For all of the states that initially passed medical cannabis legislation, cancer was not only an approved condition but also a major data point supporting such legislation. Specifically, cancer patients, forced to undergo exhausting chemotherapy treatments, lose appetite. This drastic, prolonged loss of appetite, similar to anorexia, decreases body weight and in turn, decreases overall health. Cannabis has long been observed to increase appetite in humans (we’ve written several Cornerstone blog posts on the “munchies”), with the most active ingredient identified as THC, the psychoactive component of cannabis. Unfortunately, not all patients enjoy or can tolerate this psychoactivity. Originally, this posed a serious downside to treatment with cannabis. However, with the discovery of the endocannabinoid system, researchers realized that the effects of THC might be achieved, without psychoactivity, via other cannabinoids. Additionally, research has confirmed that cannabis containing no THC can still restore appetite. In line with this thinking, one paper, published last month in the medical research journal, Psychopharmacology, tested a molecule known as cannabigerol (CBG) on rodents to observe changes in feeding patterns. Readers may be surprised to learn that cannabigerol, unlike many other cannabinoids, found mostly in the resin of medicinal plants, exists in higher concentrations in plain hemp. Most medicinal strains, in fact, have concentrations lower than 1%. CBG also binds to the CB1 receptor at a much lower rate than THC and may even serve to temporarily disable the receptor. However, CBG has also been shown to be a 5-HT1A receptor agonist and an alpha2-adrenergic…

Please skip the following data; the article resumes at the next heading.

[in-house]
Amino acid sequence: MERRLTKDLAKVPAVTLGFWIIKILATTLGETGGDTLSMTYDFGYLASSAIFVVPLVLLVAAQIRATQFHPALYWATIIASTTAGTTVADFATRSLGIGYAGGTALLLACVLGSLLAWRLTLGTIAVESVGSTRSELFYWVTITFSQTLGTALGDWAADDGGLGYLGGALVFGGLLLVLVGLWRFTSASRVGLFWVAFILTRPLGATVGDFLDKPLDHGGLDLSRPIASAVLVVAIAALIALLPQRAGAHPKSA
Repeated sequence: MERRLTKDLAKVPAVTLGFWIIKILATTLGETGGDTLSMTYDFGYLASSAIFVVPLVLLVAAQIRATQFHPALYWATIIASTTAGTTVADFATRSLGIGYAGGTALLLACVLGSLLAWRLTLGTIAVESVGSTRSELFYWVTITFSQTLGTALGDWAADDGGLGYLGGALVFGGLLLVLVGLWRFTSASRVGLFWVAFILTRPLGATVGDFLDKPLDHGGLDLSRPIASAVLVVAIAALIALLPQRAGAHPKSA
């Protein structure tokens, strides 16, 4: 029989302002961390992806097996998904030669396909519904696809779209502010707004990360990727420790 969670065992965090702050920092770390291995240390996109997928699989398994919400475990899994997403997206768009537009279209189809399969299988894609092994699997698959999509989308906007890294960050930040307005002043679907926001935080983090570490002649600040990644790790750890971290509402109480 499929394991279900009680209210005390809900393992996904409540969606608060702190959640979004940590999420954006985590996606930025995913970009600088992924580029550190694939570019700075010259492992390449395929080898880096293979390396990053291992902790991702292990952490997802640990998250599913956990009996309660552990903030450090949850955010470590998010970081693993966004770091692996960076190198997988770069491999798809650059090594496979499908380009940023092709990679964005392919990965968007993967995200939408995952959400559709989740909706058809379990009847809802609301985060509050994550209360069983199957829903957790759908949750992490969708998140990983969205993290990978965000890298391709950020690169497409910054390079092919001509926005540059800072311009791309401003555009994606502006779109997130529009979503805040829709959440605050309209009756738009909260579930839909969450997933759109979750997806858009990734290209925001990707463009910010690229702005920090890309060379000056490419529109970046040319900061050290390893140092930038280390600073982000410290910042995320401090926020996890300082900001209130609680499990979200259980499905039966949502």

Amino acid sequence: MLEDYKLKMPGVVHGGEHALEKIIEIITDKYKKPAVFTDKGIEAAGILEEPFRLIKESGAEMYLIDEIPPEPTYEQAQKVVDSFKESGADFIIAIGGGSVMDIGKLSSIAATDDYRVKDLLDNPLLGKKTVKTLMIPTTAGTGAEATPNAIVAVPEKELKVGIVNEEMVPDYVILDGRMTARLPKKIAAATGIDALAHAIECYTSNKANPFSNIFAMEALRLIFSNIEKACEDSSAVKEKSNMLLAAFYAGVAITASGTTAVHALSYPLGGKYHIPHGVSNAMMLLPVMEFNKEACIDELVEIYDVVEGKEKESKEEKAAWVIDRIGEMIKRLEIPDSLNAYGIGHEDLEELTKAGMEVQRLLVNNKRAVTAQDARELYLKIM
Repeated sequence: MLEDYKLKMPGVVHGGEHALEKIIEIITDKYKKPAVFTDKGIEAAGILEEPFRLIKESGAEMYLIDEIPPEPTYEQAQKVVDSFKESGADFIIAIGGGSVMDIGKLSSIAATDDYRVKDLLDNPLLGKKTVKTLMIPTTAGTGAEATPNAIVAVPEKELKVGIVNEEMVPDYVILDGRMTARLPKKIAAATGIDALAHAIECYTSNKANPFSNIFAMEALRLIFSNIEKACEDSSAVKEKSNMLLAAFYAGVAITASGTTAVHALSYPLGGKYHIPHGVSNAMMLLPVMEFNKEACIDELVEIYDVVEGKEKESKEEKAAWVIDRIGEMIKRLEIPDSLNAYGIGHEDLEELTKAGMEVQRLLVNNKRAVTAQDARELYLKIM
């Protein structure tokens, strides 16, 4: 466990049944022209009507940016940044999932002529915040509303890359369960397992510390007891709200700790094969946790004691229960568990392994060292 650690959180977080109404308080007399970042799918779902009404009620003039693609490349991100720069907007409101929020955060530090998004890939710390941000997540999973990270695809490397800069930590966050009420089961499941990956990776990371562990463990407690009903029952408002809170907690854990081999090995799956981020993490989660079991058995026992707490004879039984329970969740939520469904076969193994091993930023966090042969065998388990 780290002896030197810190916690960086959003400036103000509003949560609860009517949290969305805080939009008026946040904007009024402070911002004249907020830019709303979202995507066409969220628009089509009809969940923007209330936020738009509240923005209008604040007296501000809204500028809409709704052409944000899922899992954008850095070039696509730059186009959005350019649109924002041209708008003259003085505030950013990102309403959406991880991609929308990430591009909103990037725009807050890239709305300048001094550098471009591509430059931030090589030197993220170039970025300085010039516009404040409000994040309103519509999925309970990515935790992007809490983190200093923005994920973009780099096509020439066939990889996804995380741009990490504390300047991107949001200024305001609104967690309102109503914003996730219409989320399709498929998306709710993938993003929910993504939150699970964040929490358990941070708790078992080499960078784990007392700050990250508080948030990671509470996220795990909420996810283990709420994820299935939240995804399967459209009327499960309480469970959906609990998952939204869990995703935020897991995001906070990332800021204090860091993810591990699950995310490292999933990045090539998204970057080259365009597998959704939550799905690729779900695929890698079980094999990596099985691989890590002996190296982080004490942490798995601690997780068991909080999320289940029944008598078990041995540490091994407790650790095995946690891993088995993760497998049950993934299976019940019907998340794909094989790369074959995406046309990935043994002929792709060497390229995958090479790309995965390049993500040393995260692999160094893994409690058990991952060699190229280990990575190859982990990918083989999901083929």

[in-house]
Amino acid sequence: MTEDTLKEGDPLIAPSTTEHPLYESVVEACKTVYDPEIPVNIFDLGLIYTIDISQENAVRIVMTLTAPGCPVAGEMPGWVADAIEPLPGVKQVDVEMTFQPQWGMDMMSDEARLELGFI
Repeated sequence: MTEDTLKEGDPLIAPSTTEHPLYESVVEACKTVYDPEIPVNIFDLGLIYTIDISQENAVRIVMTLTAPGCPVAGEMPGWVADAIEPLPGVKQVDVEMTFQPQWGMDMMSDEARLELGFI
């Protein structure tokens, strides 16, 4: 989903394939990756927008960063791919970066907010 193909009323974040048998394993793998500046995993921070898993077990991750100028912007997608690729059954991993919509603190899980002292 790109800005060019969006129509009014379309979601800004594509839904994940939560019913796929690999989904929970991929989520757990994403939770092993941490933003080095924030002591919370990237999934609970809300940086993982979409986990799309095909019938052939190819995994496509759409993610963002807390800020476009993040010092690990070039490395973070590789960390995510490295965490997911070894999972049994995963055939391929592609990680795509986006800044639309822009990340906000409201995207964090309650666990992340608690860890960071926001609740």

Soothing the Stomach: Controlling Intestinal Inflammation with Cannabis